Editor’s Note: A version of this story first appeared in CNN’s Meanwhile in the Middle East newsletter, a three-times-a-week look inside the region’s biggest stories. Sign up here.
When Benjamin Netanyahu hits the campaign trail, he uses what’s been dubbed the Bibimobile – a converted truck turned into a travelling stage ensconced in bulletproof glass.
Elevated like a king above his subjects — who fawn over him as the one and only savior to lead Israel.
And with polls showing Netanyahu’s block of parties falling short of the needed 61-seat majority to form a government, the former prime minister has been taking the Bibi show around Israel to try and shore up every last one of his supporters ahead of the November 1 elections.
At a campaign stop last week in Kiryat Malachi, Netanyahu tells supporters from the Bibimobile: “Don’t be despondent, be turbocharged. Bring everybody at home and tell them this time don’t stay at home – go and vote.”
For the first time in more than 12 years, Netanyahu has been campaigning from the outside – as opposition leader. After four elections in three years failed to bring about a stable government, Netanyahu was toppled from his perch as the longest-serving prime minister by Naftali Bennett and current caretaker Prime Minister Yair Lapid, who formed an unlikely coalition of diverse parties.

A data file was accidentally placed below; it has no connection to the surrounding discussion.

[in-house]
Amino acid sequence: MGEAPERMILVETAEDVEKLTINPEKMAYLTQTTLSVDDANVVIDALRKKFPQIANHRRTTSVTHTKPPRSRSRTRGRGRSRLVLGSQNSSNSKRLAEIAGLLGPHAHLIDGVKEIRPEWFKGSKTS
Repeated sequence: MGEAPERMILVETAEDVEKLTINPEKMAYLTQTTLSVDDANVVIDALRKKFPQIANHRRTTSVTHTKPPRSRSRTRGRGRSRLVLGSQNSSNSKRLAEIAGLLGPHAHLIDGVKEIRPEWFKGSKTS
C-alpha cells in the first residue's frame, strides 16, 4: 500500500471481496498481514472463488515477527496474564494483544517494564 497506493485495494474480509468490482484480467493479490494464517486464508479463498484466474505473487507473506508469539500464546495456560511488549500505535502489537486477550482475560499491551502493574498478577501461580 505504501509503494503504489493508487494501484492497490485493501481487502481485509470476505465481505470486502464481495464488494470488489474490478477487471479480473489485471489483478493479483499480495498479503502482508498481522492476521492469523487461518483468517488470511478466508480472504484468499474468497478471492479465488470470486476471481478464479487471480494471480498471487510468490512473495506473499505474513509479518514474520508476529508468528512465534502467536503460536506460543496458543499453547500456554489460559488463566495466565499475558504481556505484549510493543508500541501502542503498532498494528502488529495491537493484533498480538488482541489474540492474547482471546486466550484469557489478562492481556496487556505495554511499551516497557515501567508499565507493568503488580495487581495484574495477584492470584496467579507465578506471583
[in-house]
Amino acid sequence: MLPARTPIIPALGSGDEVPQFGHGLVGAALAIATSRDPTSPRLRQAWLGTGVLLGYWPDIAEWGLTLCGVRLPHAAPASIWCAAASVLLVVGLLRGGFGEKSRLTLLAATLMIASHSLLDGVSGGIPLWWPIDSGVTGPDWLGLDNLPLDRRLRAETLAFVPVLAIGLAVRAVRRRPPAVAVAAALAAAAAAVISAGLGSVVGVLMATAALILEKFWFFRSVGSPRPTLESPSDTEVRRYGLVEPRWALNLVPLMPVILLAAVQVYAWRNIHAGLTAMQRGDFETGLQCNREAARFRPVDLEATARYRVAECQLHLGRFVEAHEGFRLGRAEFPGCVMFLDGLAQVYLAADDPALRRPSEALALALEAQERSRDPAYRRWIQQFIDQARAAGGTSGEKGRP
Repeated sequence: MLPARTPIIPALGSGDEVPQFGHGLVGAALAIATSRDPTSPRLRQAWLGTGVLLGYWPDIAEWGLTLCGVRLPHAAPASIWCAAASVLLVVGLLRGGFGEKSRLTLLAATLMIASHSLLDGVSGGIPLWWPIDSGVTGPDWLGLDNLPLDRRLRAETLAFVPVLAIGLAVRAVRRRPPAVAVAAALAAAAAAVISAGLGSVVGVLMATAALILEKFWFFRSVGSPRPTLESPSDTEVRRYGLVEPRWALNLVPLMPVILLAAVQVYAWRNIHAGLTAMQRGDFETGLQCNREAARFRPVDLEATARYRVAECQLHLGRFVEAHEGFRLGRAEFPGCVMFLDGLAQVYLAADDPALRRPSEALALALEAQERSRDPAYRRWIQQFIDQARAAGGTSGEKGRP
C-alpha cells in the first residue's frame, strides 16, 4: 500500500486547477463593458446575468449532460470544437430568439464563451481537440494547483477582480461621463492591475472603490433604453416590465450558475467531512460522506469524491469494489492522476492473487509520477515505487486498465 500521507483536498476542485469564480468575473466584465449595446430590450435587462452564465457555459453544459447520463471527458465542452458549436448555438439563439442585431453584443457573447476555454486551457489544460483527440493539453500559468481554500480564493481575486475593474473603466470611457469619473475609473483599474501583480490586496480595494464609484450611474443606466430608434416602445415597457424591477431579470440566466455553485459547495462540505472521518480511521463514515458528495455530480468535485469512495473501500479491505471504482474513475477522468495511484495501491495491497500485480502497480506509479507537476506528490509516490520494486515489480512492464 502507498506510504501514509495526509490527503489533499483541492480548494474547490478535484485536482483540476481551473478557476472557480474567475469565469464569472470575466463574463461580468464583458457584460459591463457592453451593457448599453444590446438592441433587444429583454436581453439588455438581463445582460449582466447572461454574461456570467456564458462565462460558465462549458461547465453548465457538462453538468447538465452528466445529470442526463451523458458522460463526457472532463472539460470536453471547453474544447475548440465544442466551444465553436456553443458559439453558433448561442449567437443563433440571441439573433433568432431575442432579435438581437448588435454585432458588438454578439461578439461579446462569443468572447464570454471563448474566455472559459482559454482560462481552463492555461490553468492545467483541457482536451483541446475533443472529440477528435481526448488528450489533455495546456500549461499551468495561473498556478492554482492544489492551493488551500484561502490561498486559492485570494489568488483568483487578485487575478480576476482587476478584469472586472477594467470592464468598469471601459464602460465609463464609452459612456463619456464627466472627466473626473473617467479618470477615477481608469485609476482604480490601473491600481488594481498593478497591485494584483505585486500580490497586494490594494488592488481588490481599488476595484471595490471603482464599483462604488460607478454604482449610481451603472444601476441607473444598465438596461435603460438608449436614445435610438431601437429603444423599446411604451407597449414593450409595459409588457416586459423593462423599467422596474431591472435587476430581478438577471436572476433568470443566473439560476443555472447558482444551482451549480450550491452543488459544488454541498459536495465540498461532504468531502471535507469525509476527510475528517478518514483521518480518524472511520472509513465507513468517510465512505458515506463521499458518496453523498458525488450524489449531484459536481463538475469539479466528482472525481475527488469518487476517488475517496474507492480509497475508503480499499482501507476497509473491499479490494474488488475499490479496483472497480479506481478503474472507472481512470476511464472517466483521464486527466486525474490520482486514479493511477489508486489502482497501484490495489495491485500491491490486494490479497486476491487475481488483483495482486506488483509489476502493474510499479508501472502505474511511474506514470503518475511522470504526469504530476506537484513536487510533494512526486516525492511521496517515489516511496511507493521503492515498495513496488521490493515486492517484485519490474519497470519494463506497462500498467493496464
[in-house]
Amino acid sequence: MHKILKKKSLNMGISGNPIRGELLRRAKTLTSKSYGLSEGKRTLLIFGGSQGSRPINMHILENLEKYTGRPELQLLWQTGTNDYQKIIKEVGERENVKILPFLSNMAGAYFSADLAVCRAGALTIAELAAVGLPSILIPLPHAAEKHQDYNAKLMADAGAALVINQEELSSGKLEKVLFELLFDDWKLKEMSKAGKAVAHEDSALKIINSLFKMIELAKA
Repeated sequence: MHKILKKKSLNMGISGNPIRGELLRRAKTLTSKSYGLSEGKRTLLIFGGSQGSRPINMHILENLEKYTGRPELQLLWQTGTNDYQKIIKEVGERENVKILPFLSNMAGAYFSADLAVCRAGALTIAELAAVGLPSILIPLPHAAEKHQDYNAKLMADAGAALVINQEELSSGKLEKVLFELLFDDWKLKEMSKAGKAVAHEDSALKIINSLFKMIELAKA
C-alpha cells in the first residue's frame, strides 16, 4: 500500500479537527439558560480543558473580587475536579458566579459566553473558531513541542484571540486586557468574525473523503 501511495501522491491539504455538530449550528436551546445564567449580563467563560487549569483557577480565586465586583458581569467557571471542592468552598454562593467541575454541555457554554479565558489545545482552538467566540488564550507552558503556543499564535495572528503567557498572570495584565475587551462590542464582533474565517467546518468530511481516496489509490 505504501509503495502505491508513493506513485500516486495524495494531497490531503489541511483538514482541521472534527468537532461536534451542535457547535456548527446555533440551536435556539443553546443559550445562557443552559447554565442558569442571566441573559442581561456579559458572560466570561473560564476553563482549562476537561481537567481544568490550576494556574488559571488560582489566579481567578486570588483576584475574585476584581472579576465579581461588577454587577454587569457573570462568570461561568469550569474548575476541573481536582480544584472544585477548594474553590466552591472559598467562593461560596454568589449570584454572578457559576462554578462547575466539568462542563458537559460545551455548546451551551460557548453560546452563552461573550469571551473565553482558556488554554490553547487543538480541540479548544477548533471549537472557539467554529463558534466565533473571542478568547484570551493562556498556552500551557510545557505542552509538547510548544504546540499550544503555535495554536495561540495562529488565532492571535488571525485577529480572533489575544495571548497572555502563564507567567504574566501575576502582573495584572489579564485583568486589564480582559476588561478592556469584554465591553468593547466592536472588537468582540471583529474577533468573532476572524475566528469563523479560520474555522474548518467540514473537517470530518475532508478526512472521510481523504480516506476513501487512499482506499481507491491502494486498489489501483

Their coalition – made up of parties from the right wing to the left, and, for the first time, an Arab party – had consensus on few issues but all agreed Netanyahu needed to be out. But ultimately it was their diversity – and a few rebellious members – that brought about the coalition’s downfall and now, Israel’s fifth election in less than four years.
Netanyahu’s potential path back to power is a narrow one. The same political leaders who refused to work with him after the 2021 election – even if they fell into the same center-right ideological camp as Netanyahu – don’t seem any more likely to support him this year. That means Netanyahu will have to rely on parties further to the right in order to build a coalition, and the resulting government could reshape Israeli laws and society in a way no Israeli government has done before.